We saved $2000 to tear up our rotted deck and Dave, my handy man, pulled off a DIY project and now we have a new brick patio! It only cost half that amount so we put the leftover savings toward a new bike as a reward for his hard work and an extra mortgage payment. Again, you won’t see this $2000 spent in the pie chart because we set money aside for it each month while we were in Calgary last year.

Darn grocery bill
How did I get so awful at sticking to our budget??? I mentioned in the last quarterly review that it’s been creeping up and it continued to do so this quarter. I’ve asked Dave to help me with this issue so our plan for October is to take the old-fashioned route and pay for groceries with cash. I’ll use the envelope system so I can see how much money I have left rather than letting myself go over by using a plastic card.

Room swap
Dave referenced the movie Mean Girls when we switched rooms with Nora because she has the master bedroom now. Since our home is so poorly insulated we came up with a game plan for the winter. We’re buying a space heater and will keep it in Nora’s room which is now her bedroom and a big play room where we will spend most of our time when home. Our heater was running non stop last winter even though we only had the temperature set to 60 degrees so we are hoping our electric bill won’t make our jaws drop this time around. Of course I have to include pictures of our growing baby! She can crawl, walk along furniture, and has her two top and bottom teeth. She weighed in at 19 pounds at 8.5ish months. I have a feeling she’s going to be an early walker. Doesn’t that smile melt your heart?

What category do you have to pay special attention to so you don’t overspend?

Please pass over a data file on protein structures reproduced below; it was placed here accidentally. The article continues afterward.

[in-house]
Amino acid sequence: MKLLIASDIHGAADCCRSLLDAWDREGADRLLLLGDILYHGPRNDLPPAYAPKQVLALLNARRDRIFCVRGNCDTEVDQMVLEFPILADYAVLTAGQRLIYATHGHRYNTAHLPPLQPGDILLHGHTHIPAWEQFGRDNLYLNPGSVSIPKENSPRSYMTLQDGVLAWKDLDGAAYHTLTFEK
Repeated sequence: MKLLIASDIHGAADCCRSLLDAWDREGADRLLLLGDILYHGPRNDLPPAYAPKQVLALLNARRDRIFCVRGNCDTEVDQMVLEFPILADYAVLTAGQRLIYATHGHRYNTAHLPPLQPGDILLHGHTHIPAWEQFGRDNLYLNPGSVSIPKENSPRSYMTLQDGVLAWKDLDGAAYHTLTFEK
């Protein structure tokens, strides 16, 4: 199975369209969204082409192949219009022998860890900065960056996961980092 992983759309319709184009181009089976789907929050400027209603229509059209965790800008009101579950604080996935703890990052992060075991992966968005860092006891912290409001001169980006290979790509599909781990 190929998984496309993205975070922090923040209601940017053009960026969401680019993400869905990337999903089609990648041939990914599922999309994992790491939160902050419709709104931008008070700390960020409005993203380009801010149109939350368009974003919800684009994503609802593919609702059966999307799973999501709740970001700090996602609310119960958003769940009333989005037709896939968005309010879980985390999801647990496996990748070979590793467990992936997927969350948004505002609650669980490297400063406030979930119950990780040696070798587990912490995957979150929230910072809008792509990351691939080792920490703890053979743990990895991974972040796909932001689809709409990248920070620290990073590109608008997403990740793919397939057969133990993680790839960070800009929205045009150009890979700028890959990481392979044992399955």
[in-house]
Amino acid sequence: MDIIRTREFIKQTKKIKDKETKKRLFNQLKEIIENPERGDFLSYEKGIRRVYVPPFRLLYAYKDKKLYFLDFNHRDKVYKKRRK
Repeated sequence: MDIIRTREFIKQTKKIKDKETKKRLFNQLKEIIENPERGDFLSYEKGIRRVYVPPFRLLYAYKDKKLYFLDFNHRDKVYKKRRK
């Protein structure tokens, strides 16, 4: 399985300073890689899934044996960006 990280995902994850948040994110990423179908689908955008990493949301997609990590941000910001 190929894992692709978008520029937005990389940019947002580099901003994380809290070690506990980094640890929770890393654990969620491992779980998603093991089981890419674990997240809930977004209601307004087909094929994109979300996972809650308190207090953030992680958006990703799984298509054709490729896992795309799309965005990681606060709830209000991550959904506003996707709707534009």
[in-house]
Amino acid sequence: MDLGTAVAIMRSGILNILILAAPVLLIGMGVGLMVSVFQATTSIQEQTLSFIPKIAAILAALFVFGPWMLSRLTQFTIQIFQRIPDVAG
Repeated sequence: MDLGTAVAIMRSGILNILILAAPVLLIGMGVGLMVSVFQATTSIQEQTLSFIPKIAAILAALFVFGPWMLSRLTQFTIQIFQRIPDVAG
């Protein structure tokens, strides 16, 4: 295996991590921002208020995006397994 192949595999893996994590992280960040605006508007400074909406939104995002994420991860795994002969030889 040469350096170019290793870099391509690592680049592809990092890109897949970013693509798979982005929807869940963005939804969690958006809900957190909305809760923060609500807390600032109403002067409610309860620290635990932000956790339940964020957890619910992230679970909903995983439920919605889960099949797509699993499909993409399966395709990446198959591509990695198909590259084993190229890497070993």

As a parent- what was your favorite age for your child(ren)?

Juicing tips

juicing tips

I was recently contacted by Williams-Sonoma to share a Q&A interview regarding my thoughts on juicing. I’m not a big advocate for juicing but if you do decide to juice then I’ll explain the best way to do it in our Q&A interview. I am not compensated for sharing this post and the opinions are my own.

Question 1
It seems that juicing can be very expensive to start out. Buying a juicer then all the ingredients can get pricey. How would you go about starting a juicing journey? Any tips and tricks on how to save money/cut back on spending when purchasing ingredients for your juice?

1. Buy local produce that is in season. Local produce will likely taste better since it didn’t have to be picked before it was ripe in and then travel across the country. I will also be cheaper because, again, it didn’t have to travel across the country.

2. Drink less juice (to clarify, you don’t have to juice less, just drink less of it when you do). That seems like an odd tip to say in a post about juicing but I’ll explain more in question 3.

Question 2
Fresh juice is always the best when your ingredients are fresh. When it comes to storing food whether it’s in a refrigerator or at room temperature, what are some easy tips or tricks that have helped you when storing your fruits or veggies?